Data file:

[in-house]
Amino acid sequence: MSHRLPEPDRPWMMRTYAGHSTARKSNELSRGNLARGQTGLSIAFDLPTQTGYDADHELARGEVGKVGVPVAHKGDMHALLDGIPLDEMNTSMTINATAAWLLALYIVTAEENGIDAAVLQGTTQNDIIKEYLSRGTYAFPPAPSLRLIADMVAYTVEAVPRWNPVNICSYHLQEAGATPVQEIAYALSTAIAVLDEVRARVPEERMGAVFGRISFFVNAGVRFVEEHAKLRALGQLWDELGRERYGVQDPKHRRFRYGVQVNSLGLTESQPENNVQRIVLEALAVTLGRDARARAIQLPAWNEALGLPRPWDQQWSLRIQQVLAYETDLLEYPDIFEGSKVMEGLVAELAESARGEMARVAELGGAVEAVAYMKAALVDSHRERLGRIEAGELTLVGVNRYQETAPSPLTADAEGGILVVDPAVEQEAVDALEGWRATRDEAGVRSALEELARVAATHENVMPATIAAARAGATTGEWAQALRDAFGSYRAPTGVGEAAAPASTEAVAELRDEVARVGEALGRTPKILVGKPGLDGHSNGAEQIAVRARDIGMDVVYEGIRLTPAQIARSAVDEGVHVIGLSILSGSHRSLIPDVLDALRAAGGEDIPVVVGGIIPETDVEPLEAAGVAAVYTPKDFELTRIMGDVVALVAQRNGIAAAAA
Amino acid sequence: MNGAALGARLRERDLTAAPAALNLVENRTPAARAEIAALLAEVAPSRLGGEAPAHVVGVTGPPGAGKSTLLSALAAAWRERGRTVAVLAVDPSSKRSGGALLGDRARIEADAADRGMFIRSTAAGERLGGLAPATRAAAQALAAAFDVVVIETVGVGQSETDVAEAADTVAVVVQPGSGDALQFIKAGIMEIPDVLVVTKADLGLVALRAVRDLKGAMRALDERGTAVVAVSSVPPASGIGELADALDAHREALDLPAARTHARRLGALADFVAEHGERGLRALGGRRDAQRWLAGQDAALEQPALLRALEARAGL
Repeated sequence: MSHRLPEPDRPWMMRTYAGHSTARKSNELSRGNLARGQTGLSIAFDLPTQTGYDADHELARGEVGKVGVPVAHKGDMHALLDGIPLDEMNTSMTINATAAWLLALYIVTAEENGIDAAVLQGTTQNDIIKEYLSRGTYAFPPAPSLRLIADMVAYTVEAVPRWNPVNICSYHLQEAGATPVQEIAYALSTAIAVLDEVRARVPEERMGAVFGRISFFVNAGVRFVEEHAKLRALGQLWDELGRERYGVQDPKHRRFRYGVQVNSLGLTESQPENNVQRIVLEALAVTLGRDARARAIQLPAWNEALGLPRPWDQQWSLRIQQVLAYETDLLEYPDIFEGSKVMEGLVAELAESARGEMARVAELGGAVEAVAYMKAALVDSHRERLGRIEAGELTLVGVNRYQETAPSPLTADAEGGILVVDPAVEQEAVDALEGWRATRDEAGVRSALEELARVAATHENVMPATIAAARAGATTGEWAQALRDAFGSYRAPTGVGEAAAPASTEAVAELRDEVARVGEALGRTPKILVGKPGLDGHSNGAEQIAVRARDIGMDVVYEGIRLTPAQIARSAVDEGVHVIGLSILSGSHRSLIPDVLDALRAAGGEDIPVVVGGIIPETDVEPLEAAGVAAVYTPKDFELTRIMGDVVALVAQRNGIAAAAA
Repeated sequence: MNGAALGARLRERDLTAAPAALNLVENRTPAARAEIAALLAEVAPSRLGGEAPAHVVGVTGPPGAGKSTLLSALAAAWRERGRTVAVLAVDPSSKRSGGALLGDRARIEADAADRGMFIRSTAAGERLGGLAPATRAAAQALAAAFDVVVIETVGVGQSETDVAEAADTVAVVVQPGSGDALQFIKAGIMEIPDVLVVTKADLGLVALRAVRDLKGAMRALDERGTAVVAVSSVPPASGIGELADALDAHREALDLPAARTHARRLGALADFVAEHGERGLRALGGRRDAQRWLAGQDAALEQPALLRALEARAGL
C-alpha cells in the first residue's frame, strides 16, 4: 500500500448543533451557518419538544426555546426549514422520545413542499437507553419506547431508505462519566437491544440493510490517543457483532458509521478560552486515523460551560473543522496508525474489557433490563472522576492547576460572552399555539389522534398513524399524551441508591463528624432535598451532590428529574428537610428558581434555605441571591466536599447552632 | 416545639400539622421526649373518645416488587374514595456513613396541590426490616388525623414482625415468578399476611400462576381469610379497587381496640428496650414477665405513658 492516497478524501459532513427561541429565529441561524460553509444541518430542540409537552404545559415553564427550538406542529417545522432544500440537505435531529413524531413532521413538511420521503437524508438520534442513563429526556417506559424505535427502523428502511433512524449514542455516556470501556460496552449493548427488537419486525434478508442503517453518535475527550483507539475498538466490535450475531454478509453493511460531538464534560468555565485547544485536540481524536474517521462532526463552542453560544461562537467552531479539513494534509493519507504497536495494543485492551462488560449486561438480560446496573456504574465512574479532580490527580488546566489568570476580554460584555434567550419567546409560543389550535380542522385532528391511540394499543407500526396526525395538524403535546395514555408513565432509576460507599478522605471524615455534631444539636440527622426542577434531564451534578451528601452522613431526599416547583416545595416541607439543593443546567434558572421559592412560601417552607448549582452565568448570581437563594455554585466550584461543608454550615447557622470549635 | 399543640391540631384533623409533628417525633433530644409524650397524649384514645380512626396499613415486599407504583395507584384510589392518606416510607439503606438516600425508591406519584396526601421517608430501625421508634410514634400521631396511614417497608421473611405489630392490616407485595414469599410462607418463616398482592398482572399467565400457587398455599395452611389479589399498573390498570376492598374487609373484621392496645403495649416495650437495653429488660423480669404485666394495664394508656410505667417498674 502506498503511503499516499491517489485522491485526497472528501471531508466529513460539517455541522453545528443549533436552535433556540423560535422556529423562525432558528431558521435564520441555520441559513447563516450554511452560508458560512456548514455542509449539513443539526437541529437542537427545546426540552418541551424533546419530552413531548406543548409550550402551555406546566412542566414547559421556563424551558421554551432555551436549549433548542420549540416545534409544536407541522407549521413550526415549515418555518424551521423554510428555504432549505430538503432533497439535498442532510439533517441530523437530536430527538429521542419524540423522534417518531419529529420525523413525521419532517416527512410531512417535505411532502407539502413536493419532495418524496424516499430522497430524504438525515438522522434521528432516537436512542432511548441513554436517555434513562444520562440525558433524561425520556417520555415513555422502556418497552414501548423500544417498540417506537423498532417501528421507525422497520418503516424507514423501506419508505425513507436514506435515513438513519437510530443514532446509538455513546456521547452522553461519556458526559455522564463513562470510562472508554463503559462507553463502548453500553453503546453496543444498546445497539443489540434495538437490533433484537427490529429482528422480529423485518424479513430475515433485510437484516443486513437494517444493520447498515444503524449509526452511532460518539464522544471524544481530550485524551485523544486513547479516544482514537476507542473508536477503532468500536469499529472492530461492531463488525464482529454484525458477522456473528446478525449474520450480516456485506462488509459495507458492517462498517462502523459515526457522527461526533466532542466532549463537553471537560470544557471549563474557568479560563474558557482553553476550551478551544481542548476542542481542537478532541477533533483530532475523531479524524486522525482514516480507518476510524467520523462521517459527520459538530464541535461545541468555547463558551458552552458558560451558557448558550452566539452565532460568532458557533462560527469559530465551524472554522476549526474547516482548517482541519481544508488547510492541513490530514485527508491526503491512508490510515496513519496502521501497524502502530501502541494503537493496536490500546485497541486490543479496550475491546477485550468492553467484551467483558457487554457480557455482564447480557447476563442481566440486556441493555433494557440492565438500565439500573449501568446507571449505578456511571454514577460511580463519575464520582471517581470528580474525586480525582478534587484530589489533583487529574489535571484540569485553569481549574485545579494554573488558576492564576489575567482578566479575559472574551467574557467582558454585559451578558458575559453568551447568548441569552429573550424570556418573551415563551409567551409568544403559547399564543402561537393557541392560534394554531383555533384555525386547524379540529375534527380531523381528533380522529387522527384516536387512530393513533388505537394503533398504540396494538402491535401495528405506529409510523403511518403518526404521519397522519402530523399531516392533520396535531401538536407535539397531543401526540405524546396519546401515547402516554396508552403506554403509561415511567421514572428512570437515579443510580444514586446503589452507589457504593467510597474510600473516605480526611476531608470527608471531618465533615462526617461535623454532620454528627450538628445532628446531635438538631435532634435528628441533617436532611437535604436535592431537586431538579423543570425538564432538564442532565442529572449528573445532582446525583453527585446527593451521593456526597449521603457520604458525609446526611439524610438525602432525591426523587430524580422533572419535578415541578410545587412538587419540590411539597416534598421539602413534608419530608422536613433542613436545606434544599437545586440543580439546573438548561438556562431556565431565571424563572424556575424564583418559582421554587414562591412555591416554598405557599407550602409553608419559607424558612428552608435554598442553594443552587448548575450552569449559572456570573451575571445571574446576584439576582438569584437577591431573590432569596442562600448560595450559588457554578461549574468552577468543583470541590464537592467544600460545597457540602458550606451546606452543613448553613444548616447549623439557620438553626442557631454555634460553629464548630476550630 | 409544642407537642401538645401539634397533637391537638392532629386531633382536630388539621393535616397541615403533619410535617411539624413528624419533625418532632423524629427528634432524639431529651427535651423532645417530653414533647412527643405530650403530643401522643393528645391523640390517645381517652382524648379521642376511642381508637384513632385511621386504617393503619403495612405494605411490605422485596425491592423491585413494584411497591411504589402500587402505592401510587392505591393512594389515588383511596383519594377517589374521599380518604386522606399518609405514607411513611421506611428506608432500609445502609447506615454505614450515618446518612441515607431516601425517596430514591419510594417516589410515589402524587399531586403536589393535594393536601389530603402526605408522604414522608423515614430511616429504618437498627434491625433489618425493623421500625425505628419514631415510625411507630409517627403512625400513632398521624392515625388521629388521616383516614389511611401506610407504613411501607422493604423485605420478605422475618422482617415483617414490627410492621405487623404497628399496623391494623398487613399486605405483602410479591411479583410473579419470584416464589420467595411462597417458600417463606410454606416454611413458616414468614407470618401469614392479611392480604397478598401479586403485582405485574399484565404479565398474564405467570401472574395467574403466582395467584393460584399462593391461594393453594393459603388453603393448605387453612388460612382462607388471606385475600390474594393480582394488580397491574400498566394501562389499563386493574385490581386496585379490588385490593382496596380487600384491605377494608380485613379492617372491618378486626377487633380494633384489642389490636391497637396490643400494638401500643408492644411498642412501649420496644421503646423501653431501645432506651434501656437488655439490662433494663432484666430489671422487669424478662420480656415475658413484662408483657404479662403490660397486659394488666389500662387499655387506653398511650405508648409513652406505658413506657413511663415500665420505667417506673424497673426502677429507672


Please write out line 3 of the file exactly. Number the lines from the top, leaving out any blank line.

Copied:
Amino acid sequence: MNGAALGARLRERDLTAAPAALNLVENRTPAARAEIAALLAEVAPSRLGGEAPAHVVGVTGPPGAGKSTLLSALAAAWRERGRTVAVLAVDPSSKRSGGALLGDRARIEADAADRGMFIRSTAAGERLGGLAPATRAAAQALAAAFDVVVIETVGVGQSETDVAEAADTVAVVVQPGSGDALQFIKAGIMEIPDVLVVTKADLGLVALRAVRDLKGAMRALDERGTAVVAVSSVPPASGIGELADALDAHREALDLPAARTHARRLGALADFVAEHGERGLRALGGRRDAQRWLAGQDAALEQPALLRALEARAGL